Spicebush Swallowtail Butterfly – Life Cycle


Adult Spicebush Swallowtail butterfly.
Adult Spicebush Swallowtail butterfly. Photo by Donna L. Long.


The adult Spicebush Swallowtail  (Papilio troilus) is a relatively long-lived butterfly. It is very common in the Philadelphia area. It is so large that it hard to miss. Let’s study the life cycle of this big beautiful butterfly.


Spicebush Eggs

The eggs are plain and spherical and can be found on the species’ host plants. Host plants are the plants that the larva is able to digest. Each species of butterfly has specific plants that it can eat. These are almost exclusively native plants. Why should we plant native plants in our gardens?


The Spicebush Caterpillar

The young larvae resembles a bird dropping. It feeds at night and lives in a folded-over leaf shelter.

The mature caterpillar continues to feed at night and rest during the day.

The mature caterpillar has “snake head” eyespots. It lives in a silk-covered leaf tube. It will turn yellow before pupating. Two most common host plants are Spicebush and Sassafras.


Video of a Spicebush Swallowtail Caterpillar




Spicebush Chrysalis

Spicebush Swallowtail Chrysalis
Spicebush Swallowtail Chrysalis. Photo by Judy Gallagher/Wikimedia.


After the caterpillar reaches maturity it spins a chrysalis and metamorphosizes into an adult butterfly.

Spicebush blossoms in spring
Spicebush blossoms in spring. Photo by Donna L. Long.

Spicebush, the Preferred Hostplant

The Spicebush  (Lindera benzoin) blooms in early spring. The leaves which appear later feed Spicebush caterpillars. The caterpillars will also eat Sassafras (Sassafras albidum) leaves. The caterpillars fare better eating Spicebush leaves than Sassafras leaves. The Sassafras Tree blooms in spring with yellow-green little flowers.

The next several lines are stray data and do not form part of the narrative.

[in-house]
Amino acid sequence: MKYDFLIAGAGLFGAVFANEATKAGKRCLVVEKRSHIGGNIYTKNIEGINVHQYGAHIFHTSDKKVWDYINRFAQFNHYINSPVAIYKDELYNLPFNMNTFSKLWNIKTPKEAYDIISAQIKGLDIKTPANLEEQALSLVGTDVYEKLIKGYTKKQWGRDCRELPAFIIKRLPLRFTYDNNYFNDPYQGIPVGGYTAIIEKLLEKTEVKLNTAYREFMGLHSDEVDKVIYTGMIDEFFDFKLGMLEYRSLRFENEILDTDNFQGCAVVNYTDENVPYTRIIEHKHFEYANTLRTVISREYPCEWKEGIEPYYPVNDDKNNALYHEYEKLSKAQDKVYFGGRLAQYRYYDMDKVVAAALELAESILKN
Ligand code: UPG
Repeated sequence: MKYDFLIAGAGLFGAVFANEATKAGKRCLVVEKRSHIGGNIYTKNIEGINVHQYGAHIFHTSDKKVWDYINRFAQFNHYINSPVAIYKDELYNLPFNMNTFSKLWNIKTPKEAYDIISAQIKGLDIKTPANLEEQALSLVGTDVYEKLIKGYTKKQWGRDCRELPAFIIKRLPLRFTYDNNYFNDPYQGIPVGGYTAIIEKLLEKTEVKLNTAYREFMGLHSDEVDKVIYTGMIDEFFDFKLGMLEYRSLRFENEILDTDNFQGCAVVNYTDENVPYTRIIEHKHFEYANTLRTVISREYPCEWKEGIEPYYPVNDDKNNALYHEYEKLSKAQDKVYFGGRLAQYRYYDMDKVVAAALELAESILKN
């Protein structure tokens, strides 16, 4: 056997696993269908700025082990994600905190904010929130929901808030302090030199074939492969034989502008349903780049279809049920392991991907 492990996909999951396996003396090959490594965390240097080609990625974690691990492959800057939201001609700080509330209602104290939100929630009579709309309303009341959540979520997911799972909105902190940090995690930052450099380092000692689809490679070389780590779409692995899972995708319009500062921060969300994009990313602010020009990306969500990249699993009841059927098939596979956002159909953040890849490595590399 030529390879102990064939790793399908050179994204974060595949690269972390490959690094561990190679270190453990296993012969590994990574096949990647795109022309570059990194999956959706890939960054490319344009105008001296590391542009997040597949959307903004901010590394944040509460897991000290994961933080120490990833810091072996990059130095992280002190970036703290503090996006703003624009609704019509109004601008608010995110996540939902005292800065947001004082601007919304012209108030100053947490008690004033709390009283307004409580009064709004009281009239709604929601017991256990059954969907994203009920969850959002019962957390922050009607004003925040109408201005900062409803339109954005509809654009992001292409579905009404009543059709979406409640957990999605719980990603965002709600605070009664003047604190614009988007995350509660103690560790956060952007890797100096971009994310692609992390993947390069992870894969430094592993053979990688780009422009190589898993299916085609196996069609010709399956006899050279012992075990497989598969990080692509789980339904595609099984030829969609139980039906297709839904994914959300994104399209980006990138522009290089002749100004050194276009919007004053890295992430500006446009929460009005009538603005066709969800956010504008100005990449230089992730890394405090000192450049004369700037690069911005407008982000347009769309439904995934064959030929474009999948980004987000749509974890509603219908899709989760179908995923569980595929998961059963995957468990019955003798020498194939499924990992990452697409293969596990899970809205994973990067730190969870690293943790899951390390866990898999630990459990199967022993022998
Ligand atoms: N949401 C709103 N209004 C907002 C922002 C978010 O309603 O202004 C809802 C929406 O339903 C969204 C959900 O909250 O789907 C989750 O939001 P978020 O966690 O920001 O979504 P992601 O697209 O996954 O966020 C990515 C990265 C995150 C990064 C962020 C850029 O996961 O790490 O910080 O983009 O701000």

Sassafras albidum leaf
Sassafras albidum. Photo by Donna L. Long.


Spicebush Butterfly Adult

Adult Spicebush Swallowtail butterfly
Adult Spicebush Swallowtail butterfly. Photo by Donna L. Long.

The Spicebush adult is a large dark pigmented butterfly. It used to be called the “Green-clouded Swallowtail” because of the the greenish area on the hind wings. It is often confused with the Black Swallowtail. I confuse it all the time.

The hind wings have two rows of light colored spots along the wing edges. At the back center of the hind wings, where the left and right wings meet, there are two orange spots.

The forewings are dark along the front edges and have white spots along the sides.

Males Spicebush roam woodland and woodland edges looking for receptive females. They mate in flight with the male hovering over the female. This species courts and mates in the afternoon.

The male butterfly will congregate in “puddling” groups.


The Spicebush or a Pipevine Butterfly or Red-spotted Purple?

I always get these butterflies confused. I include them so you won’t be. First up is our focus the Spicebush Swallowtail. Next is the Pipevine Swallowtail and then the Red-spotted Purple.

Adult Spicebush Swallowtail butterfly
Adult Spicebush Swallowtail butterfly. Photo by Donna L. Long.
Pipevine Swallowtail butterfly
Pipevine Swallowtail. Photo by Renee from Las Vegas, Wikimedia.


Red-spotted Purple butterfly
Red-spotted Purple butterfly (Limenitis arthemis astyanax). Photo by Saxophlute at English Wikipedia.

Spicebush Swallowtail Butterfly Facts

  • Family: Papilionidae (Parnassians and Swallowtails) – Spicebush is one of the 12 Swallowtail species on the East Coast.
  • Range: Eastern United States. The species is declining in the far South. It is gone from the Florida Keys.Wingspan: 3 1/2 – 4 1/2 inches across (89 – 114 mm)
  • Hostplant: Primarily Spicebush (lindera benzoin) but also Sassafras (Sassafras albidum) and bays. The larvae fare better on Spicebush than on Sassafras.
  • Habitat: Generalist – woods, woodland edges, roadsides, fields, swamps and parks.
  • Flight: low-flying, 3 – 9 feet above the ground with fairly rapid wing beats. The adults are strong fliers which can fly across sizable bodies of water.
  • Nectar: Adults have long proboscises which enable the butterfly to sip nectar from deep blossoms.
  • Eggs: Generally plain and spherical


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